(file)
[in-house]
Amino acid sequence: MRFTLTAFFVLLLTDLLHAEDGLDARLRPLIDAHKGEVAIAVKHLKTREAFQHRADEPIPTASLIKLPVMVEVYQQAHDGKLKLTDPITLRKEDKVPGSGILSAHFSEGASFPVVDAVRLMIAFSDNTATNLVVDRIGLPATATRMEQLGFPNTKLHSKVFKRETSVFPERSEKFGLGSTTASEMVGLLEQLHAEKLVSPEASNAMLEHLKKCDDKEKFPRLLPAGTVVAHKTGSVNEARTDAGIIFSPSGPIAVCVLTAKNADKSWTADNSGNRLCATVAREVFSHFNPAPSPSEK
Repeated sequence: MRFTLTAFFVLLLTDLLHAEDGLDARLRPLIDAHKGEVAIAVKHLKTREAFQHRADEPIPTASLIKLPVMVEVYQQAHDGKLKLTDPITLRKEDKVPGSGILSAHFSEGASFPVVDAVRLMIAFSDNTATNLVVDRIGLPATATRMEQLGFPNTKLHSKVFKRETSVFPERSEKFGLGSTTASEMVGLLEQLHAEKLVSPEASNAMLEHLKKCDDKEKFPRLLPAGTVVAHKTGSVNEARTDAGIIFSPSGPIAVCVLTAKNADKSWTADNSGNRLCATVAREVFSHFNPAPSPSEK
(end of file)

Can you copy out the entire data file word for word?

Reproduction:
[in-house]
Amino acid sequence: MRFTLTAFFVLLLTDLLHAEDGLDARLRPLIDAHKGEVAIAVKHLKTREAFQHRADEPIPTASLIKLPVMVEVYQQAHDGKLKLTDPITLRKEDKVPGSGILSAHFSEGASFPVVDAVRLMIAFSDNTATNLVVDRIGLPATATRMEQLGFPNTKLHSKVFKRETSVFPERSEKFGLGSTTASEMVGLLEQLHAEKLVSPEASNAMLEHLKKCDDKEKFPRLLPAGTVVAHKTGSVNEARTDAGIIFSPSGPIAVCVLTAKNADKSWTADNSGNRLCATVAREVFSHFNPAPSPSEK
Repeated sequence: MRFTLTAFFVLLLTDLLHAEDGLDARLRPLIDAHKGEVAIAVKHLKTREAFQHRADEPIPTASLIKLPVMVEVYQQAHDGKLKLTDPITLRKEDKVPGSGILSAHFSEGASFPVVDAVRLMIAFSDNTATNLVVDRIGLPATATRMEQLGFPNTKLHSKVFKRETSVFPERSEKFGLGSTTASEMVGLLEQLHAEKLVSPEASNAMLEHLKKCDDKEKFPRLLPAGTVVAHKTGSVNEARTDAGIIFSPSGPIAVCVLTAKNADKSWTADNSGNRLCATVAREVFSHFNPAPSPSEK